Edward Kemp’s reworking of Mikhail Bulgakov’s novel The Master and Margarita not only retains all of the original’s political satire and magic but adds a dose of laugh-out-loud dark humour to the mix.
The play tells the story of The Master (Joe Strickland), a disgraced playwright, who falls in love with the fiery and beautiful Margarita (Almaz Rish). The Master lives a quiet life in a basement somewhere in Soviet Russia until his new play centred on Pontius Pilate (Ben Dillon) comes under fire for its controversial message. Aggrieved by mounting criticism, the Master destroys his manuscript, much to his lover’s dismay. Events soon take a darker turn as the devil, under the alias Professor Woland (Sam Peake), and his peculiar entourage arrive in Russia, bringing murder and bewitching mayhem in their wake.
The self-aware style of NNT’s The Master and Margarita is the work of innovative direction that doesn’t go unnoticed but at times weakens the intensity of performance. The Master’s intrusive direction – such as interrupting performances of his play to offer sporadic critique – was unfortunately somewhat disorientating. This was especially true for those unfamiliar with Bulgakov’s text; at times the dual storylines were confusingly overlapped, and character introductions were unclear. However, this lack of clarity can be partially attributed to the complexity of the novel itself and certainly does not detract from the mesmerising quality of Kemp’s adaptation. Indeed, the audience participation facilitated by the semi self-aware style of The Master and Margarita was often engaging, and kept the audience alert and laughing.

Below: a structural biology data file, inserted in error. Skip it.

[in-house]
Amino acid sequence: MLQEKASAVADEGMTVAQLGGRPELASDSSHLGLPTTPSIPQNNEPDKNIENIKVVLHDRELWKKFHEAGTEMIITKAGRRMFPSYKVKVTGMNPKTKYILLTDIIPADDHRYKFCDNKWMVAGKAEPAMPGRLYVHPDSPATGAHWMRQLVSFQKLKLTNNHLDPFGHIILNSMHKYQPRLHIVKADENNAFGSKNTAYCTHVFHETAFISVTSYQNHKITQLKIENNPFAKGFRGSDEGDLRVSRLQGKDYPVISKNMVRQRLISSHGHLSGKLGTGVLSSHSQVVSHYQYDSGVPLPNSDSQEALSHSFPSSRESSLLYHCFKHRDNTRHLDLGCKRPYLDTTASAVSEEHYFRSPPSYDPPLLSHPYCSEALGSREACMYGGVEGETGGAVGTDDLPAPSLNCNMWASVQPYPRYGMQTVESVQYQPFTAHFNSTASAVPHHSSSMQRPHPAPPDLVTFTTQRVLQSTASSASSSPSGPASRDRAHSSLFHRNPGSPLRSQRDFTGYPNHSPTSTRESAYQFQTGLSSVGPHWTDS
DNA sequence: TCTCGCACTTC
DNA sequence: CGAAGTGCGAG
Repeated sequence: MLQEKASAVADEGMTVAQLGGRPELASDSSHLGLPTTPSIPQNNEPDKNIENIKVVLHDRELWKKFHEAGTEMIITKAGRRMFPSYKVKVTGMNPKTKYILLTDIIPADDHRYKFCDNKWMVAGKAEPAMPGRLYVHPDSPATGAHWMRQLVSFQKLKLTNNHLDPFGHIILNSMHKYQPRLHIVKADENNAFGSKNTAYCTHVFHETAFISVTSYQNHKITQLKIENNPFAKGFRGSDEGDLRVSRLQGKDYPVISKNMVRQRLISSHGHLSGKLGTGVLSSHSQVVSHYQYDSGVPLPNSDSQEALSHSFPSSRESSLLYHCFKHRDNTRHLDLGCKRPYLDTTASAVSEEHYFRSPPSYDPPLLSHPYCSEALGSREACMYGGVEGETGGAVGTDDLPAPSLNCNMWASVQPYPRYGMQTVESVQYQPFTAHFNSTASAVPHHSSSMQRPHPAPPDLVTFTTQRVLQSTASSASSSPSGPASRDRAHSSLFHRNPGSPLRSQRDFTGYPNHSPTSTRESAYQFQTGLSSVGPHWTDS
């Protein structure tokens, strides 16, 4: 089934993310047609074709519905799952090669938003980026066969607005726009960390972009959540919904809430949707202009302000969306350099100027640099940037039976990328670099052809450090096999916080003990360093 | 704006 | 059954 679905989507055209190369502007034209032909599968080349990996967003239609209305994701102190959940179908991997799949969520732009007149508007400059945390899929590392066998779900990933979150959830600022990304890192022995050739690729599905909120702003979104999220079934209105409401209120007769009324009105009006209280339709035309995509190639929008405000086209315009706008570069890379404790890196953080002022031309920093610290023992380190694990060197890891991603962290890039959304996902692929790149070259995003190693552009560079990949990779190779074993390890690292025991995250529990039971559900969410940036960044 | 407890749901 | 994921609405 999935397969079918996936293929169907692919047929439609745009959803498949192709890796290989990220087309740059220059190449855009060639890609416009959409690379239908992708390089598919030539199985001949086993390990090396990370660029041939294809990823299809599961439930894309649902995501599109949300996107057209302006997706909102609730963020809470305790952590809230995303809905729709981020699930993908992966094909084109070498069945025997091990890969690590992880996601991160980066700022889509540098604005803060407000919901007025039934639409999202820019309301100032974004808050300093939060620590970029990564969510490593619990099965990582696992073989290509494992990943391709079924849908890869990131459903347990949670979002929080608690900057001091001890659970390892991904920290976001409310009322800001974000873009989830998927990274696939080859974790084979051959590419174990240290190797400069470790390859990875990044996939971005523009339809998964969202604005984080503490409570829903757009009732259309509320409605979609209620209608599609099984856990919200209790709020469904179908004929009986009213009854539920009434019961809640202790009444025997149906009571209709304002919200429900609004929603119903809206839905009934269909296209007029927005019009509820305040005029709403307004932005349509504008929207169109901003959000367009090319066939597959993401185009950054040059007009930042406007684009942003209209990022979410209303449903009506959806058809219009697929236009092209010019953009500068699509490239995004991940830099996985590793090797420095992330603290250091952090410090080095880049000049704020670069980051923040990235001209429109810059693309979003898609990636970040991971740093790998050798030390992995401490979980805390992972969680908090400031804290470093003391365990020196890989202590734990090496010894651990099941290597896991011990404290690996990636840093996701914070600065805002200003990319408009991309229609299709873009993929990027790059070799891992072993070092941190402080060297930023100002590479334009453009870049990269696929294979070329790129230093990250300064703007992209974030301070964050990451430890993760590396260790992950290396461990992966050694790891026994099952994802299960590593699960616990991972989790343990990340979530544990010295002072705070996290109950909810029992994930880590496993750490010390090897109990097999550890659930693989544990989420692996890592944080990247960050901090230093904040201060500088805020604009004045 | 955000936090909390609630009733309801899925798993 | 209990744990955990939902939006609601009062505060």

This initial pitfall was overshadowed by the undiluted richness of the performances and character development; no character is one dimensional or underplayed. The Master and Margarita’s love story was a pronounced and desperate affair, full of genuine passion. Likewise, Ivan (Emma Summerton) undergoes an expert transition from devoted and bumbling to wildly deranged after witnessing Berlioz’s (Jeremy Dunn) murder. This richness of performance was optimised by the equal parts side-splittingly funny and darkly unnerving performances of the devil (Sam Peake) and his delightfully weird gang of followers.
The scene in which Berlioz’s death is prophesized was a stand-out theatrical triumph. Peake’s stage presence is consistently captivating; the costume design here should also be highly commended and adds to the devil’s attention-grabbing nature. Not only does Peake deliver his performance with the anarchic rhetoric of Bulgakov’s devil but he demands the audience’s full, unswerving attention through his quick wit – his ‘German accent’ was hilarious – and ego-centric command of the stage. Summerton and Dunn’s performances were equally as brilliant, the pair’s flagrant insistences that the devil was a mere fancy, left the audience holding in breath and Ivan’s (Summerton) fearful reaction to his comrade’s murder was both funny and deeply chilling.
The Master and Margarita is undoubtedly a difficult work to do justice to: it demands a political thread, an epic love story and an abundance of supernatural pizzazz. The Nottingham New Theatre’s adaptation manages to satisfy these needs; Kemp’s reimagining of the classic tale, with its quick-witted gags that manage not to lose the essence of the original text, is performed in a manner which is both engaging and stimulating- a feat for which the cast and crew, and in particular the director (Felicity Chilver), deserve diligent praise.
The Master and Margarita runs at The Nottingham New Theatre until Friday 11th December.
For more information and how to buy tickets: http://newtheatre.org.uk/whats-on/
Edited by Georgina Varley